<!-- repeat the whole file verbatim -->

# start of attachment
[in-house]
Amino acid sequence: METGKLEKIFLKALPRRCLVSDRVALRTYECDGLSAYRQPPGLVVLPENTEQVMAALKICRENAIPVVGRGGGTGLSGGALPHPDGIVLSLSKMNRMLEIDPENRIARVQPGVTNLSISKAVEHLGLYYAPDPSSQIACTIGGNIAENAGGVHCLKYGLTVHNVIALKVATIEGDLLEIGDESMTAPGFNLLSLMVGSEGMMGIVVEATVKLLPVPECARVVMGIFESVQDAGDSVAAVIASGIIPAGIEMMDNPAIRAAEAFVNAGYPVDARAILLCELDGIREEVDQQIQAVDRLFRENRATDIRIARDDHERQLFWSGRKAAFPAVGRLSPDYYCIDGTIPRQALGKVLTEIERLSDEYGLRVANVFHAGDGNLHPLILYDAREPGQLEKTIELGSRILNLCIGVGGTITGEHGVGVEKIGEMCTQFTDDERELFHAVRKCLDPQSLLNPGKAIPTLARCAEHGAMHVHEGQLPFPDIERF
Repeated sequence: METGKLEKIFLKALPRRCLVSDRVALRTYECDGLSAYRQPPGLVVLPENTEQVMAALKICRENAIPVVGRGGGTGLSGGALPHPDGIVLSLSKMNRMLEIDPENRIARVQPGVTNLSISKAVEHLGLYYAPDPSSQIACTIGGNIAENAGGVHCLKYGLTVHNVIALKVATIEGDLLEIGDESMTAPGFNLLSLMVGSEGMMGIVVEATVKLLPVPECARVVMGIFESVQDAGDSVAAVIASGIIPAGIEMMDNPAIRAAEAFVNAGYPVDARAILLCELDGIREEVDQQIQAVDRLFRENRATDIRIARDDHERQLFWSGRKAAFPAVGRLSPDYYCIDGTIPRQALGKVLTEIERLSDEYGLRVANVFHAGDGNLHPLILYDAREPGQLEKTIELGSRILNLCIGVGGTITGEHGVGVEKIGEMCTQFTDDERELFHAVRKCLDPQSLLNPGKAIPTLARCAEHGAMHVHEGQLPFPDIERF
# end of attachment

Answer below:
[in-house]
Amino acid sequence: METGKLEKIFLKALPRRCLVSDRVALRTYECDGLSAYRQPPGLVVLPENTEQVMAALKICRENAIPVVGRGGGTGLSGGALPHPDGIVLSLSKMNRMLEIDPENRIARVQPGVTNLSISKAVEHLGLYYAPDPSSQIACTIGGNIAENAGGVHCLKYGLTVHNVIALKVATIEGDLLEIGDESMTAPGFNLLSLMVGSEGMMGIVVEATVKLLPVPECARVVMGIFESVQDAGDSVAAVIASGIIPAGIEMMDNPAIRAAEAFVNAGYPVDARAILLCELDGIREEVDQQIQAVDRLFRENRATDIRIARDDHERQLFWSGRKAAFPAVGRLSPDYYCIDGTIPRQALGKVLTEIERLSDEYGLRVANVFHAGDGNLHPLILYDAREPGQLEKTIELGSRILNLCIGVGGTITGEHGVGVEKIGEMCTQFTDDERELFHAVRKCLDPQSLLNPGKAIPTLARCAEHGAMHVHEGQLPFPDIERF
Repeated sequence: METGKLEKIFLKALPRRCLVSDRVALRTYECDGLSAYRQPPGLVVLPENTEQVMAALKICRENAIPVVGRGGGTGLSGGALPHPDGIVLSLSKMNRMLEIDPENRIARVQPGVTNLSISKAVEHLGLYYAPDPSSQIACTIGGNIAENAGGVHCLKYGLTVHNVIALKVATIEGDLLEIGDESMTAPGFNLLSLMVGSEGMMGIVVEATVKLLPVPECARVVMGIFESVQDAGDSVAAVIASGIIPAGIEMMDNPAIRAAEAFVNAGYPVDARAILLCELDGIREEVDQQIQAVDRLFRENRATDIRIARDDHERQLFWSGRKAAFPAVGRLSPDYYCIDGTIPRQALGKVLTEIERLSDEYGLRVANVFHAGDGNLHPLILYDAREPGQLEKTIELGSRILNLCIGVGGTITGEHGVGVEKIGEMCTQFTDDERELFHAVRKCLDPQSLLNPGKAIPTLARCAEHGAMHVHEGQLPFPDIERF